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Michael Zaslow Returns to TV

May 8, 1998

NEW YORK (AP) _ Once he started getting sick, Michael Zaslow could find no script that says he gets well. It must have been frightening. Then the actor learned this: Courage is something you have to improvise.

Watch Zaslow in rehearsal. Here, in the Upper West Side studio where ABC’s ``One Life to Live″ originates, he’s the one in the wheelchair, gaunt and poker-faced.

He used to play villainous Roger Thorpe on CBS’ ``Guiding Light.″ In 1994, he won the Daytime Emmy for best actor. Then a year ago, his health in doubt, he was fired from the show. Ah, life is cheap in the soap-opera world _ sometimes off camera as well as on.

But Zaslow, 55, is back. ``One Life to Live,″ where in the early 1980s he played charming, mysterious David Rinaldi, has returned him to its fold, for a few episodes at least. Reviving his old character, Zaslow has the respite of a drama that isn’t his own. He gets a script to mark and memorize today, then move beyond tomorrow.

Even so, the story line hits awfully close to home. Rinaldi, like Zaslow, has contracted ALS, the neuromuscular affliction better known as Lou Gehrig’s Disease. Like the actor who plays him, Rinaldi can no longer speak. From his joystick-operated wheelchair, he types words on his laptop and a synthesizer solemnly voices them.

The scene now being blocked is set in the sun room of Llanview Hospital, where Rinaldi is a patient. It will open Monday’s episode (``One Life″ airs weekdays at 2 p.m. EDT).

From the script summary: ``Dorian stares at David in disbelief and asks what he’s doing here. David tells her to go away. Andrew tries to intervene, but Dorian perseveres and asks why David is speaking through a machine. She spoke to him last year and he had some difficulty speaking _ but ALS?″

Then long-ago lover Dorian vows to tell daughter Cassie that her father is in Llanview. ``No, no, no!″ pleads David.

But if Rinaldi is mortified that anyone might see him this way, Zaslow is thrilled to be seen. The rehearsal over, just ask him if he’s glad to be here, doing what an actor does and made welcome doing it. Even the flat voice of the synthesizer lets Zaslow’s feelings sing: ``I am delirious.″

And it’s not some kind of stunt, says cast mate Wortham Krimmer, who plays the Rev. Andrew Carpenter. Zaslow is there not to showcase his own troubles, but to inhabit a character. And he’s doing it.

``When he turned around to confront Dorian for the first time, that wasn’t Michael Zaslow. That was David Rinaldi. Michael was playing David Rinaldi’s life, not his own. The only similarity was the ALS.″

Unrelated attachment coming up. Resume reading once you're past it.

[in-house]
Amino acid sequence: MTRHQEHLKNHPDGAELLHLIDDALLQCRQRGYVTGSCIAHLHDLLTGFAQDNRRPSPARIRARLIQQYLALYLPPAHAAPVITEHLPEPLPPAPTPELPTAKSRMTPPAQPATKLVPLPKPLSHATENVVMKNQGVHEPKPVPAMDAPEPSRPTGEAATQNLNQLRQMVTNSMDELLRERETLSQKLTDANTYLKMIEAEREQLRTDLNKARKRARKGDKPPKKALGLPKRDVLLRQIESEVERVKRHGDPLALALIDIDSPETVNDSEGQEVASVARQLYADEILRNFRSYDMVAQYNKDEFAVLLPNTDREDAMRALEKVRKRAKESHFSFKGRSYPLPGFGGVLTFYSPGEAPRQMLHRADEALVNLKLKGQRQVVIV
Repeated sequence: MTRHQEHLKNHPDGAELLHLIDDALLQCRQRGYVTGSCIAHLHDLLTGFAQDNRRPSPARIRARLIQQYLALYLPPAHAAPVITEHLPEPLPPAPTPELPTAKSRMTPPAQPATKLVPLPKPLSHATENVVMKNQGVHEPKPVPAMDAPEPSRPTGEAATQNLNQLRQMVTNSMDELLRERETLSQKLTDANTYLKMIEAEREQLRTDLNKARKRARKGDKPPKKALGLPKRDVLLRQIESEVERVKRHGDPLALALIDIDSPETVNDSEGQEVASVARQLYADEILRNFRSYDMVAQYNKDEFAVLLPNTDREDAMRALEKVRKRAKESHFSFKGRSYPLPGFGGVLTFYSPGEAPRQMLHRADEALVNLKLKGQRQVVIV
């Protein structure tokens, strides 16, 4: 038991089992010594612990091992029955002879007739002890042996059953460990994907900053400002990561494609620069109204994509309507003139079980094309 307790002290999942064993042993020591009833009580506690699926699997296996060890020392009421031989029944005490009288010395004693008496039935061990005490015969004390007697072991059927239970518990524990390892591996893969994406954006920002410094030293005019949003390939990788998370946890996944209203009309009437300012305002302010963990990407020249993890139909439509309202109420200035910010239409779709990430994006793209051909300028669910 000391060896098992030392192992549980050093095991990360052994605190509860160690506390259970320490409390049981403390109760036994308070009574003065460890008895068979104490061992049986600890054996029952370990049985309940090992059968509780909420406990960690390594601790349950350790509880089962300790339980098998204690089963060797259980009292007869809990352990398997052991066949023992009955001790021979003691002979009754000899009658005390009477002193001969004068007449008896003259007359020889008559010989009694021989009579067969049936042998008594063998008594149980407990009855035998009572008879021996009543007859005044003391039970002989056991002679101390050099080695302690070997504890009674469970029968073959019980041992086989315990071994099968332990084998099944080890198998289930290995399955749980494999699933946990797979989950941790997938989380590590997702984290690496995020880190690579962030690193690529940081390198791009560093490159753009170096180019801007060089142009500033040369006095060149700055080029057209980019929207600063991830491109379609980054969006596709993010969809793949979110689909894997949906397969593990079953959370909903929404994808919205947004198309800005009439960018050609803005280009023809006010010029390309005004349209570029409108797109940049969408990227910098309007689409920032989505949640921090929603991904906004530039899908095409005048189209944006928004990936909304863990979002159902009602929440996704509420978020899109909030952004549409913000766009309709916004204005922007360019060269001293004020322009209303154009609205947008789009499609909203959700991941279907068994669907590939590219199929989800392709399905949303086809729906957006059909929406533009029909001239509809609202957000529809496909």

Still, Zaslow is making the most of the illness he and David share. ``I am so excited to be bringing ALS to the public,″ he says, already the founder of ZazAngels, an organization dedicated to building awareness of the disease. (Its Web site is www.zazangels.com).

He explains, ``I am blessed with my celebrity like Chris Reeve,″ with whom he says he shares a friendship that predates their respective tragedies. ``So I and my family and extended family have ways to raise this disease to eye level.″

Zaslow retreats to his dressing room where, with a bit of help, he hobbles to a lounge chair a few steps away. This is Bring Your Daughter to Work Day, and Helena, 12, bursts in and hugs her father’s neck. Then she plops into the wheelchair and begins doing homework.

``I’ve been away from acting for over a year,″ Zaslow says, ``traveling around the country in search of any diagnosis besides the dreaded initials.″ But a few months ago, he learned the dreaded truth. He has ALS which, over time, leaves its victims unable to speak, then move, and, in its final stage, breathe. Suddenly, that seemed to be his governing script.

To the obvious next question, he replies, ``Three to five years.″ Then he types this qualifier: ``I know people who live longer and longer. And we are so close to a cure.″

Helena, growing restless, is toying with the wheelchair joystick. Inching forward then backward in the dressing room’s tight space, she is trying to turn herself around. She already knows how to drive,″ says Zaslow. ``A stick shift. I taught her.″

Up and back, up and back. Helena doesn’t seem to be listening.

``I am thankful that I got to teach both my daughters to ride a bike,″ he declares. Calm yet still full of fight, he’s a man no one has to script bravery for.

___

Elsewhere in television ...

DENNIS MAKES 100: Fellow ``Saturday Night Live″ alums Norm MacDonald and David Spade are guests on the 100th edition of ``Dennis Miller Live,″ tonight at 11:30 p.m. EDT on HBO. Besides the chat with this lively pair of comics, Miller, as usual, will offer up a monologue, a rant about the week’s topic, viewer call-ins and a wrap-up of the week’s events. This season’s previous guests have included Tom Arnold, Drew Barrymore, John Cleese, Stephen King, LL Cool J and Burt Reynolds. It could be good. But, of course, even on this centennial edition, Miller could be wrong.

___

Frazier Moore can be reached at fmoore ``at″ ap.org

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